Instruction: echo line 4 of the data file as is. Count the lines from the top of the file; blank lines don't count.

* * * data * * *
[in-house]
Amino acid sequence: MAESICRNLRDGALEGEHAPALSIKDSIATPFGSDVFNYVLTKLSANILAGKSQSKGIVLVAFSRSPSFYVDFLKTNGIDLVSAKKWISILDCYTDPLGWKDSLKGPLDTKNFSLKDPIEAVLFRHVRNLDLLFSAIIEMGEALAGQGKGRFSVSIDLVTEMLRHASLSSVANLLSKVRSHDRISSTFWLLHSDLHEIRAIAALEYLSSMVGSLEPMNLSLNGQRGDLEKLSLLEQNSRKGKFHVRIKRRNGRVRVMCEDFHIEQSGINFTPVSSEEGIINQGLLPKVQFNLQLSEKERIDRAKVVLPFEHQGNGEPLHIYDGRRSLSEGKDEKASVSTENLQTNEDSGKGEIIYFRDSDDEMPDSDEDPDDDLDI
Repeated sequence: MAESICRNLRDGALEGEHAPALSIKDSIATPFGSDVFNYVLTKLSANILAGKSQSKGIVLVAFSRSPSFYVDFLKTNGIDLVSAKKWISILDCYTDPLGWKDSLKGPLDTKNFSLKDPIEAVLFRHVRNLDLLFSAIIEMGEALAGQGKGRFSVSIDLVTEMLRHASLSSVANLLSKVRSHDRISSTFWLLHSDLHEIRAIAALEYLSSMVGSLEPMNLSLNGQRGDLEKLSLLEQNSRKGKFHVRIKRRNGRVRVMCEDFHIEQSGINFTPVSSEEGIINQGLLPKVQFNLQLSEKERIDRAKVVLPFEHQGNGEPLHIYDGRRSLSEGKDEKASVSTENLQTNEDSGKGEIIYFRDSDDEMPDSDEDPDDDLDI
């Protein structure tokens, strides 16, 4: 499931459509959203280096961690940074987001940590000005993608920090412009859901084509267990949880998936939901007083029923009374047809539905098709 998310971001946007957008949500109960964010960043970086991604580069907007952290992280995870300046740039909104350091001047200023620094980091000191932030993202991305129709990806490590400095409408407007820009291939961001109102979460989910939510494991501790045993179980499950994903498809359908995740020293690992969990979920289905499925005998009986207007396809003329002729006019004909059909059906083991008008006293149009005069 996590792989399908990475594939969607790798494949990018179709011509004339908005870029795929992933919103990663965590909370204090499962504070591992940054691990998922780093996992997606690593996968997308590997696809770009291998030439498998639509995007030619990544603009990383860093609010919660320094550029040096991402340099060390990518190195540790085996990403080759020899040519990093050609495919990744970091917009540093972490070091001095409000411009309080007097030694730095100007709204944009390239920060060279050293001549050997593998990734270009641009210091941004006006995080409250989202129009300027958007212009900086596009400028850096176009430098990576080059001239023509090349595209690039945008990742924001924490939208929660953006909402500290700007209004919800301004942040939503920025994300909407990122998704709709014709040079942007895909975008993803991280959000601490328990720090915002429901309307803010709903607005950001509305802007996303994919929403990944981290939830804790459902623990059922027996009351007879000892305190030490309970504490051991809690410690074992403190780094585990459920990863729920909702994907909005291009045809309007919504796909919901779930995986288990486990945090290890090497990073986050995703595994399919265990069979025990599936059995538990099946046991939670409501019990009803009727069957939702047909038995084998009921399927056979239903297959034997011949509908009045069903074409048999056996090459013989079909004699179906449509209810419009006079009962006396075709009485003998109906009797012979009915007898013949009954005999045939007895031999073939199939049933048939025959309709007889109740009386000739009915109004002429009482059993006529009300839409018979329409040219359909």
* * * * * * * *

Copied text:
């Protein structure tokens, strides 16, 4: 499931459509959203280096961690940074987001940590000005993608920090412009859901084509267990949880998936939901007083029923009374047809539905098709 998310971001946007957008949500109960964010960043970086991604580069907007952290992280995870300046740039909104350091001047200023620094980091000191932030993202991305129709990806490590400095409408407007820009291939961001109102979460989910939510494991501790045993179980499950994903498809359908995740020293690992969990979920289905499925005998009986207007396809003329002729006019004909059909059906083991008008006293149009005069 996590792989399908990475594939969607790798494949990018179709011509004339908005870029795929992933919103990663965590909370204090499962504070591992940054691990998922780093996992997606690593996968997308590997696809770009291998030439498998639509995007030619990544603009990383860093609010919660320094550029040096991402340099060390990518190195540790085996990403080759020899040519990093050609495919990744970091917009540093972490070091001095409000411009309080007097030694730095100007709204944009390239920060060279050293001549050997593998990734270009641009210091941004006006995080409250989202129009300027958007212009900086596009400028850096176009430098990576080059001239023509090349595209690039945008990742924001924490939208929660953006909402500290700007209004919800301004942040939503920025994300909407990122998704709709014709040079942007895909975008993803991280959000601490328990720090915002429901309307803010709903607005950001509305802007996303994919929403990944981290939830804790459902623990059922027996009351007879000892305190030490309970504490051991809690410690074992403190780094585990459920990863729920909702994907909005291009045809309007919504796909919901779930995986288990486990945090290890090497990073986050995703595994399919265990069979025990599936059995538990099946046991939670409501019990009803009727069957939702047909038995084998009921399927056979239903297959034997011949509908009045069903074409048999056996090459013989079909004699179906449509209810419009006079009962006396075709009485003998109906009797012979009915007898013949009954005999045939007895031999073939199939049933048939025959309709007889109740009386000739009915109004002429009482059993006529009300839409018979329409040219359909």